Projection mapping can be thought of as the trompe l’oeil tradition brought bang up to date. Armed with high-powered projectors, various hardware and software packages, and the permission to digitally ‘map’ and project onto a particular building,
a selection of studios are capitalising on the creation of 3D outdoor spectacle. But as more projection-based work appears, anchored to yet more brands, are we simply witnessing advertising’s latest infatuation with high-tech creativity? Or are these experiments actually paving the way towards fully realised augmented realities?
If you’ve encountered projection mapping before (also known as ‘video mapping’ or ‘architectural mapping’ when conceived on a large scale), it’s highly likely you saw it on the internet, rather than on the streets. But for brands, ad agencies, even the creative teams involved, that’s another part of the appeal of this emerging medium. Documenting the projection and the subsequent distribution of film and imagery online are almost as important as the event itself. A few hundred people might watch a performance – a landmark building changing shape and colour, even collapsing into rubble – but thousands, potentially millions, can see it online.
While much of the technology involved is certainly high-end and expensive (there are few places that even hire out the requisite equipment) the basics of projection mapping involve the generation of a 3D model of a given structure; the creation of an animation or motion graphic piece to beam onto it; and the projection of the work back onto the building itself. Packages such as Cinema 4D, Maya, Autodesk 3ds Max (formerly 3D Studio Max) and After Effects are commonly used to create the visual content. Through mapping the exact contours of a building – using architectural plans or digital surveying – the resulting projection can manipulate depth, colour, apply moving type or messages, animate the entire structure, or make it react to its environment in real time. Essentially, the architecture comes alive.
In the UK, Evan Grant, founder of London-based studio Seeper, is leading the way with this nascent technology. “It’s a bit of a dark art,” he says, sitting among bits of electronic gadgetry crammed into Seeper’s offices. “But that keeps it fun and exciting. It’s still in its infancy and there’s only a fairly small industry of people doing this.” By way of an introduction to the collective’s recent work, earlier this month the studio ‘froze’ the outside of the imposing Senate House in Russell Square in London, as part of Ogilvy & Mather’s new campaign for the Ford S-MAX. Onlookers watched as a climber negotiated the wall of ice, before chunks of it were broken off by members of the audience armed with one of five ‘laser ice cutters’.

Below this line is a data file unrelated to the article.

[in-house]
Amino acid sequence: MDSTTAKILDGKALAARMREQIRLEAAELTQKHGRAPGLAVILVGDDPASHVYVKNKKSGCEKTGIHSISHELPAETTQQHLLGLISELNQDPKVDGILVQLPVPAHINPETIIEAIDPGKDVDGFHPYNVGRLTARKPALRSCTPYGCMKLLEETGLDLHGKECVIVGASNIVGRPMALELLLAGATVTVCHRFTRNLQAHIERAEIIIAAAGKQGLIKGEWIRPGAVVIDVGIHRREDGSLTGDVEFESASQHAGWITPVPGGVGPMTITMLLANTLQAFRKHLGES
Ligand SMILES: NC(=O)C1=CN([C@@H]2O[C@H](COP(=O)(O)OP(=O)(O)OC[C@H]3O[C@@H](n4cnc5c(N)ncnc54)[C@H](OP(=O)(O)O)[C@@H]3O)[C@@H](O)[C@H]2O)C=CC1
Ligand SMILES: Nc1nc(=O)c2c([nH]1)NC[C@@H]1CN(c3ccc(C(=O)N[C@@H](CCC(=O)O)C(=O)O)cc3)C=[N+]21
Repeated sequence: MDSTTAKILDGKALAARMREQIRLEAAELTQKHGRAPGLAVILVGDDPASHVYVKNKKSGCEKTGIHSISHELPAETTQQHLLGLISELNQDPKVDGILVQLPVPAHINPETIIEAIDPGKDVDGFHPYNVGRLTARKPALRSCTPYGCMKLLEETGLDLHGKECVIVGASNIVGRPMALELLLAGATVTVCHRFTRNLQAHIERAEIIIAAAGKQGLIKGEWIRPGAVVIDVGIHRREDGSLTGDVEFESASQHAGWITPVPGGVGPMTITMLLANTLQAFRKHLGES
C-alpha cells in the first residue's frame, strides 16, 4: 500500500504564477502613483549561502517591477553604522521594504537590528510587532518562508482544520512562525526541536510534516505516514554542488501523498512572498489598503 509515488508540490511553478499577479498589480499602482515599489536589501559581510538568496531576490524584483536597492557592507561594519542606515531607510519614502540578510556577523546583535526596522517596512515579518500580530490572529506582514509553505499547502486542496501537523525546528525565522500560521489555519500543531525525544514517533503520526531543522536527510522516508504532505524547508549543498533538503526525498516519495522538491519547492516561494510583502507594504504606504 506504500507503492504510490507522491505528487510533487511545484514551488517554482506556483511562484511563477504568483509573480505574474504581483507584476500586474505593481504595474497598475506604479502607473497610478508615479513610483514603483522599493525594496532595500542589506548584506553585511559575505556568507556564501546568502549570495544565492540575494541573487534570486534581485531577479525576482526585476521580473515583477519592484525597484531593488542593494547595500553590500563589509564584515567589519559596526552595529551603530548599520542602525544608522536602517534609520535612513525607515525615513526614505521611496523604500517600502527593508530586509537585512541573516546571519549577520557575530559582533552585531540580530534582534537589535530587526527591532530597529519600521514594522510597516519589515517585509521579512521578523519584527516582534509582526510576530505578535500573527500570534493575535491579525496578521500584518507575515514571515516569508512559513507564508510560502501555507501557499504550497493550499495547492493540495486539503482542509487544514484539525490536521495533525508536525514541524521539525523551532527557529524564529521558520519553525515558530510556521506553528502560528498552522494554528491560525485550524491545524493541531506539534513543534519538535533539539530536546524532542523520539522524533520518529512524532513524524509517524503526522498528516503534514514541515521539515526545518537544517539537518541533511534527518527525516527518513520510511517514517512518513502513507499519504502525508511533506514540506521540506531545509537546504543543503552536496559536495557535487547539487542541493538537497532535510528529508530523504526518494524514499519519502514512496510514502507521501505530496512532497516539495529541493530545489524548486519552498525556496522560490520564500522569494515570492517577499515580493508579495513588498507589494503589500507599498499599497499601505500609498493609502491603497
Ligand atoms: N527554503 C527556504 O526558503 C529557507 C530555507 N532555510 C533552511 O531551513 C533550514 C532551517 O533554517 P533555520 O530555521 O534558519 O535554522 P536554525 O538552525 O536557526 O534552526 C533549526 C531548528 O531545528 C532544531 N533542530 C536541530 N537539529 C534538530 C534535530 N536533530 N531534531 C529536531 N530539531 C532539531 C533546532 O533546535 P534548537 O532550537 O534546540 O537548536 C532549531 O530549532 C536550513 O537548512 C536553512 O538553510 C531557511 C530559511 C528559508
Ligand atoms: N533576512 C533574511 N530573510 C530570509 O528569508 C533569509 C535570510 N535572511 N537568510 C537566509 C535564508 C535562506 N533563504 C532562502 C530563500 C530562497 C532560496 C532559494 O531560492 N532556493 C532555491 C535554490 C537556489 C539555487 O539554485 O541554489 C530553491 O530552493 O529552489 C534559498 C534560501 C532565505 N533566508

The projection, essentially a theatrical film and supporting interactive sequence, replaced a traditional outdoor campaign from Ogilvy and was also staged at George’s Dock in Liverpool. From an agency standpoint it’s an interesting change of tack. Instead of relying on a fixed stand-alone billboard site to launch the new car, the agency put on an event that, while filmed ‘officially’, is also guaranteed to be captured on mobile phones, uploaded to blogs and distributed through social media. Coupled with the fact that Seeper’s S-MAX work is also breaking new ground as an interactive mapping piece (complete with Arctic-themed performers, sound and lighting effects), the event at Senate House provides an indication of how fast the medium itself is moving.
Only a few years ago, mapping found its way into various arts projects and since then has been rapidly adopted commercially. Artist and architect Pablo Valbuena exhibited his ‘augmented sculptures’ at Ars Electronica in 2007, which involved mapping projected light onto a series of static cubes. In 2008, Amsterdam’s Maxalot Gallery presented the Processing Light group show via a series of large scale digital projections on the VROM building in The Hague.
The exterior of the structure already had a natural appeal for designers: its ceramic tiles creating a pre-formed ‘grid’ for them to work to. For artists such as Tina Frank and Karsten Schmidt, their work appeared as if rooted in the architecture, rather than merely overlaying it.
Similarly, Istanbul-based Griduo’s Quadrature project from May this year explored, as co-founder Refik Anadol says, “the relationship between architecture and media”. Their collaboration with Due3 was a live audio-visual performance that, says Anadol, “interacted with the perception of the SantralIstanbul Art and Culture Center’s main gallery building. It showed how large scale video projection techniques can transform, create, expand, amplify and interpret spaces.” Griduo’s performance featured a series of animated monochrome shapes that matched the actual size and form of the modules on the building’s façade. The visuals were also accompanied by Due3’s digitally produced soundscape, synchronised to the movement of the imagery.